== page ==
Construction of the National Aboriginal Art Gallery will begin next year at the Anzac Oval in Alice Springs
The Northern Territory Government is in the final stages of acquiring the Anzac Oval in Alice Springs as the site of a National Aboriginal Art Gallery, five years after the project was announced.
- The Northern Territories Government has taken the final step to acquire Anzac Oval as the site of a new National Aboriginal Art Gallery
- Construction of the gallery within the CBD grounds, including a water park, is expected to begin in 2023
- Traditional owners of Alice Springs will be consulted on the design of the gallery
A spokesperson said the government could not yet disclose how much money Alice Springs City Council would receive for the site.
Chief Minister Michael Gunner said the government would spend $50 million to build the gallery and work with the federal government and the opposition to secure the remaining $100 million needed for the project.
Mr. Gunner said the territory would fund the entire project if the federal government and the opposition did not provide financial support.
Construction of the gallery is expected to begin in late 2023 and be completed in 2025.
Years of negotiations with traditional owners
The project was first announced in 2017 and has since been marred by failed negotiations with traditional owners over the location of construction, culminating in a dispute between the NT Government and Alice Town Council Springs in NT Civil and Administrative Court last year.
Earlier this year Alice Springs Mayor Matt Paterson said the council would end its legal battle, clearing the way for the government to acquire Anzac Oval.
The Chief Minister said on Friday that he and the Minister for Infrastructure, Planning and Logistics, Eva Lawler, had held discussions with the traditional owners of Alice Springs about the gallery.
“Even more work is going to happen now, especially around the design.”.
Ms Lawler said she had held meetings with Lhere Artepe Aboriginal Corporation and that “her door [was] open” to traditional owners, custodians and elders who wished to discuss the project.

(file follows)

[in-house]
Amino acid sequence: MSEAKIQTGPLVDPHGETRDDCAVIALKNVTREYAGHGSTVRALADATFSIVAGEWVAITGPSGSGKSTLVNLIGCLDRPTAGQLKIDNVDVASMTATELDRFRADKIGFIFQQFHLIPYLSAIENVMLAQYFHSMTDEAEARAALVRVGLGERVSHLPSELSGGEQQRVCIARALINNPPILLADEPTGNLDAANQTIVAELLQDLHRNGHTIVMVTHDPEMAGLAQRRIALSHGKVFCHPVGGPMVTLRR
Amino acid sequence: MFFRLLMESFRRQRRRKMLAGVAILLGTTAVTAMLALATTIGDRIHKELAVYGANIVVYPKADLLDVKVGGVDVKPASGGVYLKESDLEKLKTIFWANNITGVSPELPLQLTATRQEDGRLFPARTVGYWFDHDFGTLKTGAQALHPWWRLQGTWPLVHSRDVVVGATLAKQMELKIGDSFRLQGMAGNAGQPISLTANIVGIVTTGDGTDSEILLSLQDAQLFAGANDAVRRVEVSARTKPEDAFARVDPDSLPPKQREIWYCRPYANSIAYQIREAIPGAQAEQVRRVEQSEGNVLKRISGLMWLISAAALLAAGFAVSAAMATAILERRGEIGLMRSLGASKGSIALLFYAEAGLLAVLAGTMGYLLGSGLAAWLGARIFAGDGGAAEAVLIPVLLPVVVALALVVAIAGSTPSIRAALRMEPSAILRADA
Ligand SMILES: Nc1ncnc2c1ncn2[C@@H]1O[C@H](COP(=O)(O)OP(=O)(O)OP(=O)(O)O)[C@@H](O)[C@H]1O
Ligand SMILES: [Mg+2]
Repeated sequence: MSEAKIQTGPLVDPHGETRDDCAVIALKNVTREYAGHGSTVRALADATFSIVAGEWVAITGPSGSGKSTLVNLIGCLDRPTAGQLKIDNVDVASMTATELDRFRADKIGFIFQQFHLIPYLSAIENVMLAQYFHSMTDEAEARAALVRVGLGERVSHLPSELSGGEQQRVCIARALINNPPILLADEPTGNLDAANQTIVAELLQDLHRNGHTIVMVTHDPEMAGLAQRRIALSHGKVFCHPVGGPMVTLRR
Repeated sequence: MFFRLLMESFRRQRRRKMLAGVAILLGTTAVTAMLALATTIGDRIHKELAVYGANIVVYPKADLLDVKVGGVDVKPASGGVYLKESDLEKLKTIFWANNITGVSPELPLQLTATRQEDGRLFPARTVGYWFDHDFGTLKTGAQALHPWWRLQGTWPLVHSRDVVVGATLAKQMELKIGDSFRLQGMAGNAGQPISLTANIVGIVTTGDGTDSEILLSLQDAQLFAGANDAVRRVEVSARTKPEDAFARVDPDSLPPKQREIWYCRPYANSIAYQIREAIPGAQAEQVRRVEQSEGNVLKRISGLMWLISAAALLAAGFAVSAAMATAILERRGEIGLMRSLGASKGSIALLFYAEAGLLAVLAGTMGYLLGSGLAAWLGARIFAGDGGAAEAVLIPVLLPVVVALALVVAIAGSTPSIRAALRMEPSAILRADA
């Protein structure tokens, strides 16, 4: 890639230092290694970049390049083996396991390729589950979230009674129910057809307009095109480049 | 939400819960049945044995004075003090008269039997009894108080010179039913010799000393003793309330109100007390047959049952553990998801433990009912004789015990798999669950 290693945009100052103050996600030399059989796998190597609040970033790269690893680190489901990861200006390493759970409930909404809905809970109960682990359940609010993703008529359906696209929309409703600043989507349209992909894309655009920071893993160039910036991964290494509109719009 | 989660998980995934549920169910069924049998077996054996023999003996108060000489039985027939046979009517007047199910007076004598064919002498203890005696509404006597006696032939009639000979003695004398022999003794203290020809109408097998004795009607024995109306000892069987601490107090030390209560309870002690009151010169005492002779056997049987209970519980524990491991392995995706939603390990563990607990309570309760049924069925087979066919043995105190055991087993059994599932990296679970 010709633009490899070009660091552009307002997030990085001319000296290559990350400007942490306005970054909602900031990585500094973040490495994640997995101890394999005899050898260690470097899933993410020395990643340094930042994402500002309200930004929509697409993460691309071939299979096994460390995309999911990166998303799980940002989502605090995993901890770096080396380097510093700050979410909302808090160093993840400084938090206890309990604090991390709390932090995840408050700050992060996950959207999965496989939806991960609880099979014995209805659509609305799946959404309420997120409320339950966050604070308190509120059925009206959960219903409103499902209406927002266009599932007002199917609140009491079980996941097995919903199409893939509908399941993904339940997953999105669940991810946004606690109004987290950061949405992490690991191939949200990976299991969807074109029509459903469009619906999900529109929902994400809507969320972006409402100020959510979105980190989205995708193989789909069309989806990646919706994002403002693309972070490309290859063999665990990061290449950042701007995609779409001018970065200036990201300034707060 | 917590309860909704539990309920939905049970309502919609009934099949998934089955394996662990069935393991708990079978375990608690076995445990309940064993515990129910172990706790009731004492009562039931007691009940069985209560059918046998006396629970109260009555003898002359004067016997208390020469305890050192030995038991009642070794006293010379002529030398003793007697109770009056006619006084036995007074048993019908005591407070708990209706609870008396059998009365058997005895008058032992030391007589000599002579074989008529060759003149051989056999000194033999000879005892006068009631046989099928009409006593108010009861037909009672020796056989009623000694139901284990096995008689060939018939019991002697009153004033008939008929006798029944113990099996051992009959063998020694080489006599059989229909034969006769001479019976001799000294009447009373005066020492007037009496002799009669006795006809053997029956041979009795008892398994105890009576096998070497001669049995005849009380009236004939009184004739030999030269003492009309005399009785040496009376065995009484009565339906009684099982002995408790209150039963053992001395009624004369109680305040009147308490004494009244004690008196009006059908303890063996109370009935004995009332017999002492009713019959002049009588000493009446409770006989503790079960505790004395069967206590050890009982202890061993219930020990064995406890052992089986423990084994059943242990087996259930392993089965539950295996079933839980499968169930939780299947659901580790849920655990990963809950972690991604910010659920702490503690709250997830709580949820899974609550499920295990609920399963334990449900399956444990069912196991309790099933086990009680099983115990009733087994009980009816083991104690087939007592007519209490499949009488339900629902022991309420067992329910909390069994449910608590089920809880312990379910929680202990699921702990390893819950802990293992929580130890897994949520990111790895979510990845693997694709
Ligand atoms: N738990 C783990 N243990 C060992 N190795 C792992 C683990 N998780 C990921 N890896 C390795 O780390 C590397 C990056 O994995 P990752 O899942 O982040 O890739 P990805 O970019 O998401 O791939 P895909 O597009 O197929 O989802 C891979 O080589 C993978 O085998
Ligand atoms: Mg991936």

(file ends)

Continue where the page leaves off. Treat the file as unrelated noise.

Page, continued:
“It will be an incredible facility, an incredible asset to this city,” she said.
Central Australia’s Reconstruction Minister, Chansey Paech, hopes the design of the project will be tendered in the coming weeks.
“This design tender ensures that there are appropriate buffer zones between Anzac Hill and the compound so that we commemorate and commemorate the significance of this place,” Mr Paech said.
“[The design tender] will highlight the cultural considerations and aesthetics of how this building can be constructed according to First Peoples principles. »
Financing of a water park, a housing estate, a new sports complex
The Chief Minister has also committed $5 million for a water play park to be built within the grounds of the National Aboriginal Art Gallery, with construction expected to begin in early 2023.
Alice Springs City Council previously committed an additional $2 million to the Kwatye Play project.
A new visitor information center will be built next to the gallery, with caravan parking available on the edge of the CBD.
Rugby codes in Alice Springs will be given a new sports precinct in the Kilgariff estate to the south of the city, and a further 350 blocks of residential land in the suburbs will be freed up for development.
The NT government has also announced that it will invite an expression of interest for the development of 60 housing units for Alice Springs government employees by May.